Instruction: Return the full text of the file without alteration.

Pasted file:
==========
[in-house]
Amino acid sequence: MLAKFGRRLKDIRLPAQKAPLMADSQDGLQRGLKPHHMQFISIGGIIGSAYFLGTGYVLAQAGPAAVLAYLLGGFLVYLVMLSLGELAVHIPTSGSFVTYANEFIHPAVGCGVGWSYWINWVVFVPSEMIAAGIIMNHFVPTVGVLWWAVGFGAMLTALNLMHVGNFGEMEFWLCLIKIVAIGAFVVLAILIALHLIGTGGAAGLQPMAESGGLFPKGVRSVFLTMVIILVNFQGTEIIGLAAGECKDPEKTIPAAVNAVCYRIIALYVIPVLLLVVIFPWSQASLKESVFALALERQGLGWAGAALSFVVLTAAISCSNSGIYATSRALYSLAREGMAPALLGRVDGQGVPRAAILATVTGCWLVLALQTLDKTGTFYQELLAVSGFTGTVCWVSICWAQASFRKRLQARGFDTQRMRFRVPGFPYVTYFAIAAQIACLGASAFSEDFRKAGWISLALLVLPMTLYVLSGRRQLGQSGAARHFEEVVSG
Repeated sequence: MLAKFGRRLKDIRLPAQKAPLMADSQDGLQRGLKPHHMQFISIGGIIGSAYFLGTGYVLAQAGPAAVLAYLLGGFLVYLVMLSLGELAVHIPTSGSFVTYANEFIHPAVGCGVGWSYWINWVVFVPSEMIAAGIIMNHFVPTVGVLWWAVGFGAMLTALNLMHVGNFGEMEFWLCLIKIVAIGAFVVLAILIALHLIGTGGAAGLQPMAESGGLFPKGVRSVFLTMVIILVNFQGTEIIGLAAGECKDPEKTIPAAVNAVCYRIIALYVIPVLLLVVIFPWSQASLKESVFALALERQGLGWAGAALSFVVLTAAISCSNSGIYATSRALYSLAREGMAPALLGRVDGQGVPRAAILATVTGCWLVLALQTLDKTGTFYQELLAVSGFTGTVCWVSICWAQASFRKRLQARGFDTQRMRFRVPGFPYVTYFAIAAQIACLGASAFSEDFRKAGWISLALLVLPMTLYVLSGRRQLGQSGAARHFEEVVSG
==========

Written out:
[in-house]
Amino acid sequence: MLAKFGRRLKDIRLPAQKAPLMADSQDGLQRGLKPHHMQFISIGGIIGSAYFLGTGYVLAQAGPAAVLAYLLGGFLVYLVMLSLGELAVHIPTSGSFVTYANEFIHPAVGCGVGWSYWINWVVFVPSEMIAAGIIMNHFVPTVGVLWWAVGFGAMLTALNLMHVGNFGEMEFWLCLIKIVAIGAFVVLAILIALHLIGTGGAAGLQPMAESGGLFPKGVRSVFLTMVIILVNFQGTEIIGLAAGECKDPEKTIPAAVNAVCYRIIALYVIPVLLLVVIFPWSQASLKESVFALALERQGLGWAGAALSFVVLTAAISCSNSGIYATSRALYSLAREGMAPALLGRVDGQGVPRAAILATVTGCWLVLALQTLDKTGTFYQELLAVSGFTGTVCWVSICWAQASFRKRLQARGFDTQRMRFRVPGFPYVTYFAIAAQIACLGASAFSEDFRKAGWISLALLVLPMTLYVLSGRRQLGQSGAARHFEEVVSG
Repeated sequence: MLAKFGRRLKDIRLPAQKAPLMADSQDGLQRGLKPHHMQFISIGGIIGSAYFLGTGYVLAQAGPAAVLAYLLGGFLVYLVMLSLGELAVHIPTSGSFVTYANEFIHPAVGCGVGWSYWINWVVFVPSEMIAAGIIMNHFVPTVGVLWWAVGFGAMLTALNLMHVGNFGEMEFWLCLIKIVAIGAFVVLAILIALHLIGTGGAAGLQPMAESGGLFPKGVRSVFLTMVIILVNFQGTEIIGLAAGECKDPEKTIPAAVNAVCYRIIALYVIPVLLLVVIFPWSQASLKESVFALALERQGLGWAGAALSFVVLTAAISCSNSGIYATSRALYSLAREGMAPALLGRVDGQGVPRAAILATVTGCWLVLALQTLDKTGTFYQELLAVSGFTGTVCWVSICWAQASFRKRLQARGFDTQRMRFRVPGFPYVTYFAIAAQIACLGASAFSEDFRKAGWISLALLVLPMTLYVLSGRRQLGQSGAARHFEEVVSG